Samantha Luu describes herself as a “proud first-generation college student and two-time Tar Heel,” with a bachelor’s degree and a Master of Public Health degree from Carolina. She has a “gremlin of a Frenchie named Tofu” and loves “all things connected to food and foodways both Southern and global.”
Luu also has an important new job as director of the Campus & Community Coalition, a town-gown collaborative effort to reduce the negative impacts of high-risk drinking. Before joining the coalition, she spent two years working with Peer Support Core for Mental Health at UNC-Chapel Hill, a program at the Gillings School of Global Public Health designed to increase resources for programs focused on peer-to-peer support, noncrisis support and discussion.
The University is a major stakeholder in the coalition and its efforts to build community and address high-risk drinking environments, including:
- Good Neighbor Initiative, now in its 19th year, which aims to improve relations between long-time residents and Carolina students renting rooms and homes in historic Chapel Hill and Carrboro neighborhoods.
- Party Registration Program, a partnership with the town of Chapel Hill through which Carolina students can register their parties and get tips on how to host events without being disruptive to the community.
- Neighborhood Education and Advocacy Team, a group of volunteers that sets up behind Pantana Bob’s eight to 10 times a year on gamedays, Halloween and active times. NEAT volunteers hand out snacks and water bottles to students coming in and out of the Northside neighborhood and remind them to be mindful of noise and trash.
The Well asked Luu to talk more about the coalition, its goals and the data that drive its strategies.
What is the Campus & Community Coalition?
The Campus & Community Coalition is a town-gown coalition that promotes environmental change to reduce the negative impacts of high-risk drinking. We see that the negative impacts of high-risk drinking behavior include and extend well beyond the drinkers themselves and out into their community; thus, we utilize a collaborative, community-based and public health approach to change the environment and culture around alcohol use. We have representatives from the University, Town of Chapel Hill, Orange County Health Department, students, near-campus neighborhoods, businesses, law enforcement, local schools and others.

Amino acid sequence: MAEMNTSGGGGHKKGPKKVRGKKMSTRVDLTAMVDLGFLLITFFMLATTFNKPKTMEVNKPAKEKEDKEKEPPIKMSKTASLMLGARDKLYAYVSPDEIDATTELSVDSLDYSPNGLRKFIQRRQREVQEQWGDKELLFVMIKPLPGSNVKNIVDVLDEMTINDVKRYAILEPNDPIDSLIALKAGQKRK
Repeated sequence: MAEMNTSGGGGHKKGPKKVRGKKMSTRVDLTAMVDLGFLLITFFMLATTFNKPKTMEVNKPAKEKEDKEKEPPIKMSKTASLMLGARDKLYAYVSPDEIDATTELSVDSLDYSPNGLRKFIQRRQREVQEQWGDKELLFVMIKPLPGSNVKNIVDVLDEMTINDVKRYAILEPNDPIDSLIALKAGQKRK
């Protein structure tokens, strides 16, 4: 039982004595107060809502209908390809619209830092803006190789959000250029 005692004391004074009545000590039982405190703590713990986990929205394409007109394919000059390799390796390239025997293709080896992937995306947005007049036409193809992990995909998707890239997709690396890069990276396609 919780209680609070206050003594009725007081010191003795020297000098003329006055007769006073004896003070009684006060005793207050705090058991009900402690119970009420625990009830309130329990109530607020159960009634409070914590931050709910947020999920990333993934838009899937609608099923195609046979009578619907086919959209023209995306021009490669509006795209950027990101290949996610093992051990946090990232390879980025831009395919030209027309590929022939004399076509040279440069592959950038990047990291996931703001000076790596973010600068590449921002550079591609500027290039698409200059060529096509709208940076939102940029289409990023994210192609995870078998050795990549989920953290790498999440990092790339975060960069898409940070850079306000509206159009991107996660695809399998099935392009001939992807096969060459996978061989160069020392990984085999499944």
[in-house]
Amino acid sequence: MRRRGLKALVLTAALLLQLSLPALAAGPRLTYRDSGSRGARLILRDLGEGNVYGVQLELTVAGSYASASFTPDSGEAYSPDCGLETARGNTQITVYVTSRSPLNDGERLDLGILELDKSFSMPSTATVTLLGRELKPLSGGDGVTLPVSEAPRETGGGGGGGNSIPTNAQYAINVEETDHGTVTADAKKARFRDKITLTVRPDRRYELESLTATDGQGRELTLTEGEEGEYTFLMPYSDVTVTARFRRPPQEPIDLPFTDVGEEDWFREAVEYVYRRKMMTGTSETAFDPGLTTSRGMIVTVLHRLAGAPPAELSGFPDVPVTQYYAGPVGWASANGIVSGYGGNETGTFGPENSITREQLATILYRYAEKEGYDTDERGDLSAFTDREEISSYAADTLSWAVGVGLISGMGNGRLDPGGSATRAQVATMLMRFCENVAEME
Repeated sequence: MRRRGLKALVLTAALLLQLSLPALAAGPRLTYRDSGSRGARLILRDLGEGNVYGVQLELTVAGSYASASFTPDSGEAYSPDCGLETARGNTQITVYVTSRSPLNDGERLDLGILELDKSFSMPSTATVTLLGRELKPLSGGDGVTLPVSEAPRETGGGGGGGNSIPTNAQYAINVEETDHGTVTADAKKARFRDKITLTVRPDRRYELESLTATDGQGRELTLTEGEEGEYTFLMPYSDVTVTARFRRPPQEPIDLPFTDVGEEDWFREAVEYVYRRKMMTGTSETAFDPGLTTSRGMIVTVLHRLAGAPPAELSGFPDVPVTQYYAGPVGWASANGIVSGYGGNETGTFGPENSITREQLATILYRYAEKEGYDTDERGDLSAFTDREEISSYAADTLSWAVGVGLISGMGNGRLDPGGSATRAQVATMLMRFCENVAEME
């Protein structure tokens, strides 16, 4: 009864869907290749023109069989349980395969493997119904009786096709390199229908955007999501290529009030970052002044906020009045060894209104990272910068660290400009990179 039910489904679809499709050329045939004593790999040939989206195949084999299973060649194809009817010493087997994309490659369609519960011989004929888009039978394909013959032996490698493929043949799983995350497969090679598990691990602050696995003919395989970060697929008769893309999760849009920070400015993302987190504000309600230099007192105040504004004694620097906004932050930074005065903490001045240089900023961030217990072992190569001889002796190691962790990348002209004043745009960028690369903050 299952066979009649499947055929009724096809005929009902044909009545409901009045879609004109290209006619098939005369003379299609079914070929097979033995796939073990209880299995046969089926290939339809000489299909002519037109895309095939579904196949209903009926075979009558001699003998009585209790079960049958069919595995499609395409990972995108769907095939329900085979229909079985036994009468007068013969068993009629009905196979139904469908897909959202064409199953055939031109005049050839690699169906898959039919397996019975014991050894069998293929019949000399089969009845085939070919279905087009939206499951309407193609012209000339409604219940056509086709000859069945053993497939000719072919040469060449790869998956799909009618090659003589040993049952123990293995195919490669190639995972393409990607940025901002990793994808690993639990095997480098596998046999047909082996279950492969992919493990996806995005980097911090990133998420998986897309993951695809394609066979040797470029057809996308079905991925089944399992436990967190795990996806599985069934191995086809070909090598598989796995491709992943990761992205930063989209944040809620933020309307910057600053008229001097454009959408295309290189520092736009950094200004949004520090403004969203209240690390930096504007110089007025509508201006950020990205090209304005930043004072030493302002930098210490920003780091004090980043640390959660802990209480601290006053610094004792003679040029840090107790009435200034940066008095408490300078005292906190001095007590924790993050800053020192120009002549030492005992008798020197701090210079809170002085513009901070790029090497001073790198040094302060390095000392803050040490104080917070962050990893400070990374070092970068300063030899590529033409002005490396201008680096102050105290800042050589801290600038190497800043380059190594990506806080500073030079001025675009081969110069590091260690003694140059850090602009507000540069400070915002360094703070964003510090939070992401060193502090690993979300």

You say your strategies are data-driven. What is the local data telling you?
Locally, we’ve seen that underage and binge drinking in our community are below national averages — this is great and we’d like to continue to see a downward trend. There have been some improvements in reducing the negative impacts overall, but we could certainly see more positive change. (Note: A study conducted by the coalition and Gillings, released in April 2021, found that excessive drinking cost Orange County over $111 million in 2017.)
These last several years, dominated by the pandemic, have exacerbated mental health issues and negative coping behaviors, like increased alcohol and other substance use; some studies have shown an undesirable increase in alcohol use during the pandemic. As local data from recent years continues to be analyzed, it would not be surprising to see that alcohol use remains an issue in our community.
In addition to regular data collection across the coalition, we have also been working on studies to understand the community cost of high-risk drinking and how alcohol disproportionately impacts our BIPOC and LGBTQ+ Carolina students. (Note: In partnership with the Student Wellness Office and the coalition, graduate students at Gillings have replicated the Color of Drinking Study developed at University of Wisconsin-Madison to examine the burden of secondhand harms of others’ drinking borne by BIPOC and LGBTQ+ students and turn those observations into tools for meaningful change and calls for additional resources.)
What are your priorities for the fall?
The coalition is in the middle of its current strategic action plan, so I’ve been assessing the status of those actions and supporting forward progress on them. Some actions directly involve the University, like those promoting late-night programming and the University Alcohol Policy, while others integrate University and community stakeholders, like K-12 parent education and advocacy for limiting alcohol access.
One action we’re considering, driven by several years of community collaboration, is a social host ordinance to address loud and unruly gatherings. Social host ordinances are well-researched ordinances proven to reduce the harms of high-risk drinking. After much research and debate, coalition members wanted to pursue this action to deter, prevent and provide accountability for disruptive parties that disproportionately impact the quality of life of Chapel Hill’s historically Black, near-campus and near-downtown neighborhoods.
We’ll also be keeping an eye on how our environment and alcohol culture adapts in this later pandemic phase in addition to continuing to foster local partnerships in the business and K-12 communities.